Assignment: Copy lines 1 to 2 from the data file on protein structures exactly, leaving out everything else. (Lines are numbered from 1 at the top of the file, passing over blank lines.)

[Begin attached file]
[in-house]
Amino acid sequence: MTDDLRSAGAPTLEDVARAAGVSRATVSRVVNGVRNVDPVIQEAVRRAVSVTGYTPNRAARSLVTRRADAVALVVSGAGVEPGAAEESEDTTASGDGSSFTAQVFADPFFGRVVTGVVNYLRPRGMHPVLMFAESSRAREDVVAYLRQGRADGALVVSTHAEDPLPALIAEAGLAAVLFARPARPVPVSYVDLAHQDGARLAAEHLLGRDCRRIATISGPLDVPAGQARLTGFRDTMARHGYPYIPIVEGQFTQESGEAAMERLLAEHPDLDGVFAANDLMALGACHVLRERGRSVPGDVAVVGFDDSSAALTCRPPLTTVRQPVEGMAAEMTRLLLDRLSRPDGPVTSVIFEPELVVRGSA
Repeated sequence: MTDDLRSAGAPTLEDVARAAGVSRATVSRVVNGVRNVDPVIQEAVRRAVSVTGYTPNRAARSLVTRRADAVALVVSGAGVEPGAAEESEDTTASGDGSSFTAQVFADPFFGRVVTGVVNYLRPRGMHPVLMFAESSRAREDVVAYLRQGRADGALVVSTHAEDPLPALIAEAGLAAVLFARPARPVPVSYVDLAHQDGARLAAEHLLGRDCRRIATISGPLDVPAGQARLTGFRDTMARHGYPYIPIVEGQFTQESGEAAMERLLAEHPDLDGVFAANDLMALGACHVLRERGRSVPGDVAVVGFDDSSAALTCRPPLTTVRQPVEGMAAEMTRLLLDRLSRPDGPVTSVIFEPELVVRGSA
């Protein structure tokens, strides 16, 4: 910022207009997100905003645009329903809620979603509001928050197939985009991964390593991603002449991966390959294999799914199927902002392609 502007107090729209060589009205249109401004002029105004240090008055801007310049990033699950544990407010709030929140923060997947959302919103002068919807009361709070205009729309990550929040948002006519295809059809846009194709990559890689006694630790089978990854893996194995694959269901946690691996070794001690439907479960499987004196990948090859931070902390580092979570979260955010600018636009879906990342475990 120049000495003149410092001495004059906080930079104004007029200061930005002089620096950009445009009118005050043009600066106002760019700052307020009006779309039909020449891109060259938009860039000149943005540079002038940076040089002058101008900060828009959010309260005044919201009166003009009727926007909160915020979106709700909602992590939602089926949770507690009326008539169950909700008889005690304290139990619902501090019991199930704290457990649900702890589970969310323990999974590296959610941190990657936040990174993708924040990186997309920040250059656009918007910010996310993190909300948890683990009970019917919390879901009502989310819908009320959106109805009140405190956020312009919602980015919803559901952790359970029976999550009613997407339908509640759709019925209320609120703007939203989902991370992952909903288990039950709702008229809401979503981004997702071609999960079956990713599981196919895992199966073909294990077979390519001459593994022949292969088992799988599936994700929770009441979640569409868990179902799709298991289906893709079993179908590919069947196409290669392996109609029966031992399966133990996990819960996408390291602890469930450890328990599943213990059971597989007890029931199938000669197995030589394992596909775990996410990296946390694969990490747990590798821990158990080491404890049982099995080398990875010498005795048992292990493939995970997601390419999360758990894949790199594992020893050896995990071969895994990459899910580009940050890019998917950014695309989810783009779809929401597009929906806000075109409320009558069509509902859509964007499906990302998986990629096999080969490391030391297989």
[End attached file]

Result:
[in-house]
Amino acid sequence: MTDDLRSAGAPTLEDVARAAGVSRATVSRVVNGVRNVDPVIQEAVRRAVSVTGYTPNRAARSLVTRRADAVALVVSGAGVEPGAAEESEDTTASGDGSSFTAQVFADPFFGRVVTGVVNYLRPRGMHPVLMFAESSRAREDVVAYLRQGRADGALVVSTHAEDPLPALIAEAGLAAVLFARPARPVPVSYVDLAHQDGARLAAEHLLGRDCRRIATISGPLDVPAGQARLTGFRDTMARHGYPYIPIVEGQFTQESGEAAMERLLAEHPDLDGVFAANDLMALGACHVLRERGRSVPGDVAVVGFDDSSAALTCRPPLTTVRQPVEGMAAEMTRLLLDRLSRPDGPVTSVIFEPELVVRGSA